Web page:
Pizza has come a long way in Baton Rouge.
There was a time in the recent past where all the city had were the quick-delivery chains and a few local joints.
But several Baton Rouge restaurateurs have shifted their attention to the Italian pie and have focused on creating pizzas worthy of praise.
Dat’z Italian in White Star Market is among the best.
The booth in the Government Street food hall produces flavorful, complex pies, and its cooks do it faster than almost anyone else. Dat’z Italian uses painstakingly sourced ingredients — flour from Naples, imported pepperoni and tomatoes — while crafting flavor-filled nontraditional pizzas. Because they use an extremely hot wood-fired oven, pizzas move from the oven to the table in a few minutes.
Dat’z Italian began as a traveling business in 2014. Joe and Shelly Forte towed their wood-fired pizza oven to festivals, farmers markets and food truck roundups all over Louisiana and Mississippi. Their consistent, crowd-pleasing pizza helped build a base of followers who kept tabs on their rounds via social media.
The location in White Star Market is the first fixed location for Dat'z Italian, and the Fortes have had the opportunity to expand their offerings, adding more salads, appetizers and pizzas to the menu.
On my first visit to Dat’z, I tried one of its more whimsical combinations. When I bit into my first slice of Dat’z a Spicy Pig ($12 for a 9-inch pizza; $16 for a 12-inch), all the flavors of the applewood-smoked bacon, artisan pepperoni and fresh jalapeno peppers hit my taste buds at once. Then a sweet nectar taste from honey drizzled on top of the pie kicked in with it all, a flavor that intensified the crisp heat of the peppers.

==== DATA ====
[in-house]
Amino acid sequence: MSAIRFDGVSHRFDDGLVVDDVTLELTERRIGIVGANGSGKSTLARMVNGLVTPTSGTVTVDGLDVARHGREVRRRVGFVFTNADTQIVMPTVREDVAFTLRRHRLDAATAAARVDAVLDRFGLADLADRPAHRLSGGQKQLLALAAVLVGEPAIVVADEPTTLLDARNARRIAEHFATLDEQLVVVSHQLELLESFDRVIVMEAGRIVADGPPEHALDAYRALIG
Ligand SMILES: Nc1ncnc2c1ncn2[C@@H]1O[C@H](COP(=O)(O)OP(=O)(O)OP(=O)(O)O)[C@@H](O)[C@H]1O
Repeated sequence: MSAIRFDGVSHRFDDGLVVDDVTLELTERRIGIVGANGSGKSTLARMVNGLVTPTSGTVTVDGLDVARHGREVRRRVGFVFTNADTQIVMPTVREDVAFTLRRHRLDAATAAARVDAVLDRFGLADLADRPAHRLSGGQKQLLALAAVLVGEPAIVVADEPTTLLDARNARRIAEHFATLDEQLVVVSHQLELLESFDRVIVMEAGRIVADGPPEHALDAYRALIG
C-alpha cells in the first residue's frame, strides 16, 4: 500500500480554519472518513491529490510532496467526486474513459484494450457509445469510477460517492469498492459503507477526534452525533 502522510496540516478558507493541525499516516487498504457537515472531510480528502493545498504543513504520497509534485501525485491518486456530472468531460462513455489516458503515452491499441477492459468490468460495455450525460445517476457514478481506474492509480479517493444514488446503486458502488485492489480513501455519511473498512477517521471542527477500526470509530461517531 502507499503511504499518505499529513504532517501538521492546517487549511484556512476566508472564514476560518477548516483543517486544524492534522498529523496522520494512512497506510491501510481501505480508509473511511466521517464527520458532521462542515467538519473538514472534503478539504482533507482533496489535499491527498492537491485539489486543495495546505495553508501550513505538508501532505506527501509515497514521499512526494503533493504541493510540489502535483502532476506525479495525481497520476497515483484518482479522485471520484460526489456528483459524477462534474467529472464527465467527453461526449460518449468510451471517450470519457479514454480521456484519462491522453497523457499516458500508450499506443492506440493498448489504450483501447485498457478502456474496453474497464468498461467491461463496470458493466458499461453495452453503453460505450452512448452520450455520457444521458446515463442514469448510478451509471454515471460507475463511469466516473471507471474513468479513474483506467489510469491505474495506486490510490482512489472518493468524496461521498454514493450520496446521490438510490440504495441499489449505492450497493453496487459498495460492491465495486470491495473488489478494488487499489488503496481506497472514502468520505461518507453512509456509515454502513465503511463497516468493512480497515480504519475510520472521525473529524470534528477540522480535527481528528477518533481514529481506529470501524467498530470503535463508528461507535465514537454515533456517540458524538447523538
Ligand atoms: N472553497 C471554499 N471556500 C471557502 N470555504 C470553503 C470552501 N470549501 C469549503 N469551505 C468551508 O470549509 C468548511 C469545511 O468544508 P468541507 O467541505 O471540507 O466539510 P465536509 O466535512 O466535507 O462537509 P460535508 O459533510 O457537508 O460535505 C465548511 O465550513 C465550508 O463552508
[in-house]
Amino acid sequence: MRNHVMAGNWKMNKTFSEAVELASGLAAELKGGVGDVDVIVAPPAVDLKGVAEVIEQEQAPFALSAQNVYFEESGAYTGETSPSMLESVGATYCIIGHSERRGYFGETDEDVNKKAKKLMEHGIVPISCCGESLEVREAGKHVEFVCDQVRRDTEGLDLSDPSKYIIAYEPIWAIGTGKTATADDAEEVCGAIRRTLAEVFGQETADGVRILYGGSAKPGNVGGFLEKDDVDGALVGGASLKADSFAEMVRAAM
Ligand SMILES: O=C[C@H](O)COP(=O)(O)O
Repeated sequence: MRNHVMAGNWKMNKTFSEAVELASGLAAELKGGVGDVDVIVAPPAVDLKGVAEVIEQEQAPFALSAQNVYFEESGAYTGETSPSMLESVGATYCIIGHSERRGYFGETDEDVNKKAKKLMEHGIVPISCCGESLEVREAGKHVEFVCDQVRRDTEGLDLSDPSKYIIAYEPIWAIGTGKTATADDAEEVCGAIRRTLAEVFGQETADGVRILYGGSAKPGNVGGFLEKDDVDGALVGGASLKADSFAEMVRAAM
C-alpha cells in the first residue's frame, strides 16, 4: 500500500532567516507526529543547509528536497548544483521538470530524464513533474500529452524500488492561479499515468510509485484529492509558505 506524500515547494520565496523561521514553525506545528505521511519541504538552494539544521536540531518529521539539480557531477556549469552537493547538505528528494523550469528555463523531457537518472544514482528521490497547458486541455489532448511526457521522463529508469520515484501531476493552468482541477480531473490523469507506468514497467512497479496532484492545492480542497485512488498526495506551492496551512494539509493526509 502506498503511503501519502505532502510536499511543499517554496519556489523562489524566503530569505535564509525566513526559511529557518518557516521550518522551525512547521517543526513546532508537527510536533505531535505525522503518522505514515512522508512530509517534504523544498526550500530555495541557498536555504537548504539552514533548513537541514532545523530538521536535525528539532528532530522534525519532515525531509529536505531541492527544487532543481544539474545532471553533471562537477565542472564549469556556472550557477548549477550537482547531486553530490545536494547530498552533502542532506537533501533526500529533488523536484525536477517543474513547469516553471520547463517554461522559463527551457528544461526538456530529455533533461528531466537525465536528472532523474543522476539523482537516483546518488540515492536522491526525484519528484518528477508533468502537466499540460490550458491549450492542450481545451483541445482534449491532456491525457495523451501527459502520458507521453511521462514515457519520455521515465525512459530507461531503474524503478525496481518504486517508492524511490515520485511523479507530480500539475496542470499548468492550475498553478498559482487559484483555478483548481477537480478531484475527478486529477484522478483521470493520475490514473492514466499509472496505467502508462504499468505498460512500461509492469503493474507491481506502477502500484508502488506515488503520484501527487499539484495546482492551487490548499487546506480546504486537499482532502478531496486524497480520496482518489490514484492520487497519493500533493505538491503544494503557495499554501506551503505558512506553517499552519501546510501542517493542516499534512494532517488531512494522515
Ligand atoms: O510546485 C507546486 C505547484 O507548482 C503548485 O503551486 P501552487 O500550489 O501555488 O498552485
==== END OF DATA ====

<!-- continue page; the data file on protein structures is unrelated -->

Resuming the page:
At the base of every pizza is freshly made dough, which forms a crust of medium thickness that is soft and yeasty and but not chewy. The wood-fired oven lends it a bit of char and a load of smoky flavor.
That crust is incredibly important to the more understated white pizzas. On another trip, I tried the Dat’z a Greek ($11, 9-inch pizza; $15, 12-inch), one of several white pies on the menu. The Greek features a base of olive oil topped with baby spinach, seasoned artichokes, cherry tomatoes, red onions, kalamata olives and feta. With the absence of the red sauce, the aromatic flavors of the toppings were heightened. The rich, salty olives and earthy, botanical artichokes blended with the red onions and pungent garlic and feta cheese. And a few of the juicy cherry tomatoes popped every few bites.
That same lunch I also tried a meatball roll ($4), an appetizer of two meatballs and cheese wrapped in a thin layer of soft, yeasty dough. The meatballs carried a slight spice, and a dish of deep, rich, acidic marinara accompanied the wrap. These little rolls can be addictive.
For dessert I ordered a cannoli topped with pistachios ($5). The oily, salty pistachios perfectly complemented the crispy shell and sweet cream of the cannoli. I paired it with a cortado — a coffee drink made of equal parts espresso and warm milk — from Rêve Coffee Roasters. Good espresso is the perfect partner for this Italian treat.
Dat’z Italian ranks among the best of the premium pizza places that have appeared in Baton Rouge over the last few years. Some won’t make it in the competitive market. Dat’z Italian should thrive.
Back in 2015 the Fortes told The Advocate they hoped to eventually open their own pizza restaurant. They definitely deserve it. The attention they pay to their pies is evident in every slice.
Inside White Star Market, 4624 Government St.
11 a.m. to 9 p.m., Tuesday through Thursday; 11 a.m. to 10 p.m. Friday and Saturday; 10 a.m. to 7 p.m. Sunday
Pros: Fresh, premium ingredients. Inventive combinations.
Cons: Dat’z deserves its own restaurant. The line to order can move slowly.